Philosophy is the study of behavior. True, it is the study of very specialized behaviors. Philosophers study the nature of the universe, the underlying and unchanging nature of great concepts such as Justice and Truth and Right and Wrong. But underlying and unifying all these concepts are people, you and me. These are just very specialized aspects of you and me, therefore philosophers study behavior.
Philosophy is a behavior in its own right. In order to do philosophy, you have to think about these things. Thinking is behavior. True, it’s the sneakiest form of behavior because we don’t (yet) have a way to see inside someone’s head to tell what they are thinking. So when you see a lady lounging on the beach with a daiquiri in hand and you ask her what she’s doing, she can say “I working doing philosophy” and we would have to take her word for it. It may be that she was thinking of something else, or may have even been napping (it’s impossible to see her eyes behind those big beautiful sunglasses and floppy hat), but there’s no way for us to know.
The reason we should study philosophy as behavior is because so many of us look towards philosophy in order to understand our world. So many young people take philosophy courses in school, and so many other adults attempt to tackle philosophy when they have time. But, as far as I can tell as of this writing, no one is making any great strides in understanding. Everyone is still, just talking.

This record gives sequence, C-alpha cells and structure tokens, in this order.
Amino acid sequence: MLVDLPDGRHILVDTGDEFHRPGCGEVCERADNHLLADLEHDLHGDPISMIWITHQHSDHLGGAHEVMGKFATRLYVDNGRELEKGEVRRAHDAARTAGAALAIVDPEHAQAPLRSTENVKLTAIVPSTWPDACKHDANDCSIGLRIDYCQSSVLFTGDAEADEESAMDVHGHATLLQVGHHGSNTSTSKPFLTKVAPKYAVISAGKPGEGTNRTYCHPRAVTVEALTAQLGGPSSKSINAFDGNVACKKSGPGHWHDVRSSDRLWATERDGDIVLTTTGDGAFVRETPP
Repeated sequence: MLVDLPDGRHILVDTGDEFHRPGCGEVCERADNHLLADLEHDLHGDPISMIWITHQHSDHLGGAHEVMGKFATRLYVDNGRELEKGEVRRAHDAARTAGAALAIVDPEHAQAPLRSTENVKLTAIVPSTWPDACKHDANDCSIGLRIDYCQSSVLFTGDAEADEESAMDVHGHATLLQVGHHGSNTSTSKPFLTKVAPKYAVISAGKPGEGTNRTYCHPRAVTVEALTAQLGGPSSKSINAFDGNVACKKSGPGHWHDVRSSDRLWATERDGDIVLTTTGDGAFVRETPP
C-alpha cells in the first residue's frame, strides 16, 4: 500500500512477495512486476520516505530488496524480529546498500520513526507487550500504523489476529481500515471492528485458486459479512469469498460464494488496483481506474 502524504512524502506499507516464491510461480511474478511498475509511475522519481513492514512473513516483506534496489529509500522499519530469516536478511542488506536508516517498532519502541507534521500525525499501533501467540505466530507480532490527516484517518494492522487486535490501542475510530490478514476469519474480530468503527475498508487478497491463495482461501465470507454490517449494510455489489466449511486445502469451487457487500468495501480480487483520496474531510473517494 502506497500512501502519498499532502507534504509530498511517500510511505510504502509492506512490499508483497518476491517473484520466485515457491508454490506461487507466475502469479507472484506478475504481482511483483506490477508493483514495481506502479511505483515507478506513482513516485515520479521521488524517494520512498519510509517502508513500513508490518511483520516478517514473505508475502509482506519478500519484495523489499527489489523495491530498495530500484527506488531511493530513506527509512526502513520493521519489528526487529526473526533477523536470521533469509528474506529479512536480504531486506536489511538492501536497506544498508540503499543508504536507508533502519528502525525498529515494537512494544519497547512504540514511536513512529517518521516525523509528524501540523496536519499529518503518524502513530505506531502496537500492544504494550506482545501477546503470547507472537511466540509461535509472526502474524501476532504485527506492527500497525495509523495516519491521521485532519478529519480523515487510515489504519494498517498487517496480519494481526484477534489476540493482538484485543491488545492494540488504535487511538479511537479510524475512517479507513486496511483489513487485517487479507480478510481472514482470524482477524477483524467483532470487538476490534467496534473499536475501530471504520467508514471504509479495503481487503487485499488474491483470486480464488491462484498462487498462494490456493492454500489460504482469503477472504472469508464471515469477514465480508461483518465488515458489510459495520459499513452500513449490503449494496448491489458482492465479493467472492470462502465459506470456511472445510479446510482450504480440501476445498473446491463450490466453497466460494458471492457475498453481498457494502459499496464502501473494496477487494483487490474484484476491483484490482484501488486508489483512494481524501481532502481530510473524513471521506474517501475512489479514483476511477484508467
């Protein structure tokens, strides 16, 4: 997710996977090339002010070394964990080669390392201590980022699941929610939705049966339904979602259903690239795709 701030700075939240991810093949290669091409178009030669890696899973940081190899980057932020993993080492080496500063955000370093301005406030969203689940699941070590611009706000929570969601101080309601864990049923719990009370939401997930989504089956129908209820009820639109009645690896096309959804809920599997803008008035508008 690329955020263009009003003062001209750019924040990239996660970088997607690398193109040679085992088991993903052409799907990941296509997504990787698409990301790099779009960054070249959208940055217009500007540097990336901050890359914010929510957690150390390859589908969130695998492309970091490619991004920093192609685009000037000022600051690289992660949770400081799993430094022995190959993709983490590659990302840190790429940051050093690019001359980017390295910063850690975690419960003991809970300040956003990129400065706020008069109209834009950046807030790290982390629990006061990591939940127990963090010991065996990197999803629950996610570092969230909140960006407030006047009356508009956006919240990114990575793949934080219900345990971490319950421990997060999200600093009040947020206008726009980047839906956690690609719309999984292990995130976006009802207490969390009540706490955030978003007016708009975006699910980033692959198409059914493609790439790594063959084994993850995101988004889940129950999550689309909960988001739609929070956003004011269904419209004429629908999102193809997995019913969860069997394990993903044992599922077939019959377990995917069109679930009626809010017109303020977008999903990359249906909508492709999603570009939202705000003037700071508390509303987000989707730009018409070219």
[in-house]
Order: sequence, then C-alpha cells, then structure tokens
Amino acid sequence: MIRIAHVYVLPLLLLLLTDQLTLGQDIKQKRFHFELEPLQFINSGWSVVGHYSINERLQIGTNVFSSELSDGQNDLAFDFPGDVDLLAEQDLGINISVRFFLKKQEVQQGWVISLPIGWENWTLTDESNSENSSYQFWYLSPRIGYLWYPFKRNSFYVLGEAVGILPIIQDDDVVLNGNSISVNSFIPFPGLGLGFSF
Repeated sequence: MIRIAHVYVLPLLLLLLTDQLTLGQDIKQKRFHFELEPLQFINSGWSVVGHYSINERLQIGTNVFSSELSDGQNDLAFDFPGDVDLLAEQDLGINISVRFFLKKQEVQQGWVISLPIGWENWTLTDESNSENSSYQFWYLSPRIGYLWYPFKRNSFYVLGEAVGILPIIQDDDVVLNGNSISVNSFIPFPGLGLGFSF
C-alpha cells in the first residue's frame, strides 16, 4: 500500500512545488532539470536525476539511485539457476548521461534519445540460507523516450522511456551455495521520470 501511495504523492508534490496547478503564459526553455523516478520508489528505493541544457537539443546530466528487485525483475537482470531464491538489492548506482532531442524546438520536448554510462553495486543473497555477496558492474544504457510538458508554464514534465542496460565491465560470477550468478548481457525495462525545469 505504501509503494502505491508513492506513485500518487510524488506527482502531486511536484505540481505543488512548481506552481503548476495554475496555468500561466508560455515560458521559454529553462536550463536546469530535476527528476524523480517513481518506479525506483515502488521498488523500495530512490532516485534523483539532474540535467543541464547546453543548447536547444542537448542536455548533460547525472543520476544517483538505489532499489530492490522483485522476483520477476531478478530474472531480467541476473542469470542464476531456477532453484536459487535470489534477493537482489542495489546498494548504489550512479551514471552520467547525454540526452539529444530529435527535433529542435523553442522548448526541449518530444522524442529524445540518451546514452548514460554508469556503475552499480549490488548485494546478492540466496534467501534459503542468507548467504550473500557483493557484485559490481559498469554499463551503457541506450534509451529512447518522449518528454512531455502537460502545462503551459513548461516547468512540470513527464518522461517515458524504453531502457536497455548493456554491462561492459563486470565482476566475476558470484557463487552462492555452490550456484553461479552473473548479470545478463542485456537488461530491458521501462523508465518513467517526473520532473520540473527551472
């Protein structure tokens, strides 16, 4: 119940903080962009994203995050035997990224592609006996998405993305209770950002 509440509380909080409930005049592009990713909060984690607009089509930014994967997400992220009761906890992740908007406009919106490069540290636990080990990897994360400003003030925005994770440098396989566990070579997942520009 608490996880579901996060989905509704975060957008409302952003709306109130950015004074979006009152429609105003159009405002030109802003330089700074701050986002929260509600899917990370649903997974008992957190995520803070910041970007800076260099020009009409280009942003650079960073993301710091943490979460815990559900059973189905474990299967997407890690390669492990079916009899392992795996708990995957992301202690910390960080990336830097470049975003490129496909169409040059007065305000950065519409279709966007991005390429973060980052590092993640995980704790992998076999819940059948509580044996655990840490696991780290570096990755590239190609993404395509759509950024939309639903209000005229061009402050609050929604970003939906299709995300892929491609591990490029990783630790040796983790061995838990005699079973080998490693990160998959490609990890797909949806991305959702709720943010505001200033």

That’s why there are so many closet philosophers. We don’t like to admit it, but many of us (especially writers and other artists) are thinking about these sort of big questions. And it’s our duty as students of behavior to put some of our tools to use in their behalf. We certainly aren’t going to expect great philosophical insights. But perhaps our observations can shed some light on the WAY philosophy is studied today, not upon philosophy itself.
Are you with me? Alright then, let’s open that closet door and join the rest of society.